Thanks to the Police Community Relations Council, Minneapolis
police and residents have racked up a series of successes against violent crime, including this week’s quick arrest in the slaying of a 4-year-old boy.
But even as it celebrates its effectiveness, this fractious group is on the brink of unraveling.
Long-running infighting and recent flare-ups with Police Chief Tim Dolan are threatening to undo the 4-year-old council and the landmark federal mediation agreement that created it. In the past month, four of the 18-member community side — ironically called the “Unity” team — took an indefinite leave from negotiations.
Now time is running out. The voluntary agreement expires in 10 months. Of 120 “action items” the group was assigned to address — ranging from police officers’ use of force to diversifying the police department — 75 are not completed.
As city officials hope for progress, some community activists are pessimistic.
“The sad part about this is that the entire city loses,” said Michelle Gross, vice president of Communities United Against Police Brutality.
On Monday, the Unity team plans to meet and discuss what role they will continue to play in the process.
When the historic agreement to improve relations was signed in 2003, Minneapolis police and community activists were all hugs and smiles. The agreement, brokered by the U.S. Justice Department, was designed to dampen tensions aroused by the fatal police shooting of a machete-wielding Somali man in March 2002 and fanned by a riot in north Minneapolis five months later.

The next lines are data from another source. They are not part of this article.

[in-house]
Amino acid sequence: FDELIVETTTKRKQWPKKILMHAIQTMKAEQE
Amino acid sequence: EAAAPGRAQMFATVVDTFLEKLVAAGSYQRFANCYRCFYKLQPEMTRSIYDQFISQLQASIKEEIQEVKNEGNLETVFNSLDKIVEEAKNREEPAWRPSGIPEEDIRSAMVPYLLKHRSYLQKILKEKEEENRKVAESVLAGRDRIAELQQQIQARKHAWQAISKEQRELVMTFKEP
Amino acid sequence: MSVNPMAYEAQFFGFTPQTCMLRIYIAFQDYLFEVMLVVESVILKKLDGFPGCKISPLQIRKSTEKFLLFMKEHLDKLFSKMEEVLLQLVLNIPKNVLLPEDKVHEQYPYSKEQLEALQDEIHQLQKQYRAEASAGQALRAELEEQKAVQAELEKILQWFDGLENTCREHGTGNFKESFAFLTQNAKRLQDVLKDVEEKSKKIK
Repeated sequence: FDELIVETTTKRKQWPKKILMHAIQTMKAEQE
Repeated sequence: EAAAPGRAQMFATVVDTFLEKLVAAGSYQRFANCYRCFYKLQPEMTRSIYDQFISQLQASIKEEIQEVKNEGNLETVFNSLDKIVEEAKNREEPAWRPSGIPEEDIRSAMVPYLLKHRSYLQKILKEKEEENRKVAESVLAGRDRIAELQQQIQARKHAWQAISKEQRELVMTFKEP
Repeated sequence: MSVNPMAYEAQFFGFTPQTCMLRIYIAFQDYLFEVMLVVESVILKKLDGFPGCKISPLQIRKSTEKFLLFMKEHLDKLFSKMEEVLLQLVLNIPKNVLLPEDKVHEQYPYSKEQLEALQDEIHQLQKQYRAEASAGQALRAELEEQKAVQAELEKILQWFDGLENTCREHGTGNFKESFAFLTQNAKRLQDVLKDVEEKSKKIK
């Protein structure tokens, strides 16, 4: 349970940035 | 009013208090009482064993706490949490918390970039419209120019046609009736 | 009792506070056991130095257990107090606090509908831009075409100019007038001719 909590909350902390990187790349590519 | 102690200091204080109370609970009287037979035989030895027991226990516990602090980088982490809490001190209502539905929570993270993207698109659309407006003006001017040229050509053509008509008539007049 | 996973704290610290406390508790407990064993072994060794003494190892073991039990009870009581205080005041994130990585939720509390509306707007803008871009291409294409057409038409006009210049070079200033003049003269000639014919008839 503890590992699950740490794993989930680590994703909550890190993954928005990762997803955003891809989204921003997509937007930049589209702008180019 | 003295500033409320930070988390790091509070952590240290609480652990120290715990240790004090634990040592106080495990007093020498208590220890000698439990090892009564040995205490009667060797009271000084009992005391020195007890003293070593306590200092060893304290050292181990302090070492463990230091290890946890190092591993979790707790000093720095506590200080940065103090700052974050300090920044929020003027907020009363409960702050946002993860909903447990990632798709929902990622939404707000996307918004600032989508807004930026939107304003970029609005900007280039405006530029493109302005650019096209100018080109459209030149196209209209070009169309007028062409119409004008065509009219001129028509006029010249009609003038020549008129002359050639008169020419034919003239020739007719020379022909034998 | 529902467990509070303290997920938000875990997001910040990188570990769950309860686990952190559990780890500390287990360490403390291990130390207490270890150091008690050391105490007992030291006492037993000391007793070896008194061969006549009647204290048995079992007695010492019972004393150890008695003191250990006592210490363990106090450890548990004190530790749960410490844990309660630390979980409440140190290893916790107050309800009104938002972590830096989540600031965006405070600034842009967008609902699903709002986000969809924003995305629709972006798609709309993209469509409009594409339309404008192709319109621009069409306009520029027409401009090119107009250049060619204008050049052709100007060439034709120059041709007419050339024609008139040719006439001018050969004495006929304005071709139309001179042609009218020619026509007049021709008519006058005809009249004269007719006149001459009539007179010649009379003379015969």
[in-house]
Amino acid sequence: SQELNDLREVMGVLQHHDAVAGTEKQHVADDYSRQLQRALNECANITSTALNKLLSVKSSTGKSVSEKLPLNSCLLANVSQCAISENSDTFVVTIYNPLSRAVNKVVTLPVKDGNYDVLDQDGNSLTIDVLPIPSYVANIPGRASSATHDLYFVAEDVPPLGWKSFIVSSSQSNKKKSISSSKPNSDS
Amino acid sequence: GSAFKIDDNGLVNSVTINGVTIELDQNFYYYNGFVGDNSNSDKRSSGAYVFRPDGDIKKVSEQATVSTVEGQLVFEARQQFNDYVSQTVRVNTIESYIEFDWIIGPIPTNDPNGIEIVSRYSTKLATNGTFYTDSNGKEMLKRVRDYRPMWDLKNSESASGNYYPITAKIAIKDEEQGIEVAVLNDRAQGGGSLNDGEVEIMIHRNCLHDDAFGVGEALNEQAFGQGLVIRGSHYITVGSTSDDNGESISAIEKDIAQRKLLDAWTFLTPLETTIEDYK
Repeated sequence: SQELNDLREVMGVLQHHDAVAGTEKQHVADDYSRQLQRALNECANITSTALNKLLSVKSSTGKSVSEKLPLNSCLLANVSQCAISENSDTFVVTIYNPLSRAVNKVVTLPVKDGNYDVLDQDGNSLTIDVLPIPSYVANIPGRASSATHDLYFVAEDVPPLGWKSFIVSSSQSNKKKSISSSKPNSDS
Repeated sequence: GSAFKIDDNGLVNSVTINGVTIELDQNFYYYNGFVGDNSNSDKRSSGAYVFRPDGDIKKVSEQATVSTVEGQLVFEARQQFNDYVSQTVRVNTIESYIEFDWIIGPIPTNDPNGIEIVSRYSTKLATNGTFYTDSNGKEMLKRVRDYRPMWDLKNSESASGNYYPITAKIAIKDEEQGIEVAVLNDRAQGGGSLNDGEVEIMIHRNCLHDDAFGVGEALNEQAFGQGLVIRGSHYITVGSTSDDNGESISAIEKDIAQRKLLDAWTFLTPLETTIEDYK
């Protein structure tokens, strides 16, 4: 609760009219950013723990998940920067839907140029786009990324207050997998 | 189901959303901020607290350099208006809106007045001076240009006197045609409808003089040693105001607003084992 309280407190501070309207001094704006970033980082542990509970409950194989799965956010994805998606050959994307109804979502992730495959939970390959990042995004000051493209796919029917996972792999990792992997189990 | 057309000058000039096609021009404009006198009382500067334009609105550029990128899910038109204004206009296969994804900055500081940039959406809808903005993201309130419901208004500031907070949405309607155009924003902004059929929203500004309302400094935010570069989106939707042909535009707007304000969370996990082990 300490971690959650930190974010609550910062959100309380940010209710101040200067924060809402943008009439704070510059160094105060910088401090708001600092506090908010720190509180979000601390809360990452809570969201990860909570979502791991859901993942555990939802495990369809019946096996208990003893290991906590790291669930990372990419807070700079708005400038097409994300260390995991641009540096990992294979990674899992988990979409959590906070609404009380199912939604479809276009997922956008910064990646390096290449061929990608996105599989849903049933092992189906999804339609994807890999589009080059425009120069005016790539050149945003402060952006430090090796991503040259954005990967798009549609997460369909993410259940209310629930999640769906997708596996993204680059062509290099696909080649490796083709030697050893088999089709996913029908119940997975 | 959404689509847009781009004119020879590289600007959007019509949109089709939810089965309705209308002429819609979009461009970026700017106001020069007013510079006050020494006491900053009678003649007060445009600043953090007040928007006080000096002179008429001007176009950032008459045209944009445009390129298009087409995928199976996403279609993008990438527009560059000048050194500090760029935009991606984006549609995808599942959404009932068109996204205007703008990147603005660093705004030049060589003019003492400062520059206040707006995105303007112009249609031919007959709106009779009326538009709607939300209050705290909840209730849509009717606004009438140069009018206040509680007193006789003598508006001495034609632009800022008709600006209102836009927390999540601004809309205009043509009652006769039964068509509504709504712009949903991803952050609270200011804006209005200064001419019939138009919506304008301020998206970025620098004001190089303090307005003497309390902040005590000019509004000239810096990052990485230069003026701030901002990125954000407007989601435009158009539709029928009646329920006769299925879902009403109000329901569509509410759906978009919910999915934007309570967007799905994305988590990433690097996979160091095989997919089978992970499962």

The Police Community Relations Council (PCRC) is the centerpiece of that mediation agreement. At monthly meetings, community activists and police representatives have identified ways to improve city livability. For example, a North Side store recently agreed to stop selling “Don’t Be a Snitch” T-shirts after the issue was brought to the group’s attention.
The council’s community side has proved valuable at times, helping police defuse tension and providing key witnesses to solve high-profile murders such as the killings of teenagers Charez Jones and Courtney Brown the past two summers.
Yet the relationship has always been strained. In the past four years, the group has mostly argued. In 2006, the community faction gave then-interim chief Dolan a vote of no confidence.
Things worsened in December, when five black police officers sued Dolan and the police department for racial discrimination. That suit plus disillusionment with the PCRC’s lack of progress were the main reasons Spike Moss said he and three other longtime activists decided to walk away from the council temporarily. The others are Alfred Flowers, the Rev. Mary Flowers-Spratt and Zach Metoyer.
“The black officers had to sue because we couldn’t get our process done quick enough to help them,” Moss said. “We’ve lost connections to officers we could trust to get things done.”
The walkout disappoints Duane Reed, president of the Minneapolis chapter of the NAACP, who recently joined the community team.
“If you’re at the table, you can expose and make transparent the things that are wrong and correct them,” said Reed. “I respect everybody in the group, but you can’t hide behind a boycott and then make claims against the police.”
'Shame on you’
But months before the walkout, trouble was brewing. At a Jan. 10 meeting, members of the Unity team tried to oust Ron Edwards as co-chair, but several team members refused to participate.